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World Cup 2014: Twelve Picks for an Investor's Dream Team

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One dozen top FIFA World Cup teams profiled: What are their chances in Brazil? What's the top stock in each market?

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USA


World Cup pedigree and prospects: After ending a 40-year absence from the tournament in 1990, Team USA has since qualified for seven successive competitions. The days when the sport was derided as "America's biggest babysitting servic" catering to children of suburban "soccer moms" are long gone. The kids have come of age and are nobody's pushovers. That said, Jurgen Klinsmann's team is highly unlikely to survive being drawn in the dreaded "Group of Death" alongside Germany, Portugal, and Ghana. USA's brutal travel schedule, involving a tournament-high 8,866-mile schlep across Brazil, is another unwelcome complication.

Player to watch: With forward Landon Donovan controversially left off the roster, all eyes will be on the other end of the field. Goalkeeper Tim Howard made his 100th appearance on Saturday, and continues his country's fine tradition in sports that allow handling. A colorful character who overcame Tourette syndrome, Howard kept 15 shutouts (or "clean sheets," as they say where he earns a living) for England's Everton in the season just ended. At 35 -- not especially ancient for a net minder -- his experience will be invaluable in marshaling a relatively unproven defense. Noted for razor-sharp reflexes along with the occasional expensive error.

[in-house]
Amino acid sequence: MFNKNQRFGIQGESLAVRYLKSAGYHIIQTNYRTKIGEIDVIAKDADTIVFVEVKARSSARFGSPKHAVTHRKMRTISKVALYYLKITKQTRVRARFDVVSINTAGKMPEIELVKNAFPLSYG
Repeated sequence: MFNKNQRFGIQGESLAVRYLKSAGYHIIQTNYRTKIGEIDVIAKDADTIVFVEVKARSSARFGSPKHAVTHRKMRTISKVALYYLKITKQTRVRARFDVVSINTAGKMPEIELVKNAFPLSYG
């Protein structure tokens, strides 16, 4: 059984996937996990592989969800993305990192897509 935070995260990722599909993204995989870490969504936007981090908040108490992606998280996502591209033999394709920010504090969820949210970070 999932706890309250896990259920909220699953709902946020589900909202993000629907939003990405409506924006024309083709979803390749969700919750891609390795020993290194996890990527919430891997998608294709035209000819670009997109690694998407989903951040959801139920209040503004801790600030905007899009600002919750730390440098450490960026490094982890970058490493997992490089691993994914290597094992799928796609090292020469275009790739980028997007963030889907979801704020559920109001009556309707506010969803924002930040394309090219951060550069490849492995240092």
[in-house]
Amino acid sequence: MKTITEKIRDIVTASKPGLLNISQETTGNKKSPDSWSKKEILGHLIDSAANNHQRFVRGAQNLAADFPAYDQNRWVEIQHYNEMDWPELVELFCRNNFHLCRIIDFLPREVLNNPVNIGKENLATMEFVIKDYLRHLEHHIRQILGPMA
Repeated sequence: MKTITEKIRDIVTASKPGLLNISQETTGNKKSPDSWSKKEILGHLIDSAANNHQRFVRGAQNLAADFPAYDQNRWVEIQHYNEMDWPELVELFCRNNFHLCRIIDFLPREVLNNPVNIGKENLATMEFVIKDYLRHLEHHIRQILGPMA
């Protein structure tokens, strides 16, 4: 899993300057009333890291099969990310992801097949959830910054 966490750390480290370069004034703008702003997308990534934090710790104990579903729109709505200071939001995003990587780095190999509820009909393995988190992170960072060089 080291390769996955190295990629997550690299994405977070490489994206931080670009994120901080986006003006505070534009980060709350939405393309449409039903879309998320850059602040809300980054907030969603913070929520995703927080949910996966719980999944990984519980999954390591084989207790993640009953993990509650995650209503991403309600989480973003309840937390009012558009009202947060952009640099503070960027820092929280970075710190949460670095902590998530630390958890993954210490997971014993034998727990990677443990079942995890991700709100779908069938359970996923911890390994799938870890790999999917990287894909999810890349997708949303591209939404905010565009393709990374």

Famous fútbol feat: Bandwagon-jumping Brooklyn hipsters no doubt maintain that "soccer" only arrived in America with Donovan's epic injury time-winner against Algeria four years ago, but connoisseurs of a certain age know otherwise. In the 1950 World Cup, also hosted by Brazil, a rag-tag team of American amateurs incredibly overcame the mighty England 1-0. So shocking was the score that many British newspapers believed it to be a wire services misprint and instead reported that the Mother Country had tanked the Yanks to the tune of 10-1.

Economy -- on its toes or down at heel? In contrast with the UK, the US stock market is faring far better than is its overall economy. Equities, fueled by the Fed's bond-buying binge, continue their inexorable ascent, yet the recovery, which officially entered its sixth year this month, remains remarkably sluggish. Only on Friday did we regain all of the lost jobs from the Great Recession, and many of the new positions are relatively underpaid and of questionable quality. Meanwhile, growth remains anemic.

Stock to score with: McDonald's (NYSE:MCD). Yes, yes -- I know. Picking a junk food giant for a tournament involving the planet's fittest people is a little ironic. But Mickey D's fellow Dow (INDEXDJX:.DJI) member Nike Inc (NYSE:NKE) just seemed a tad too obvious, so in the battle between blue chips, I went with French fries. Besides, the Golden Arches is one of the World Cup's eight official sponsors, and its new commercial for the finals is already the stuff of Madison Avenue legend. The company offers investors a comparatively plump yield, currently trades at a deep discount to industry competitors, and is embarking upon a three-year plan of returning $20 billion in cash to shareholders.

NEXT PAGE: France

No positions in stocks mentioned.
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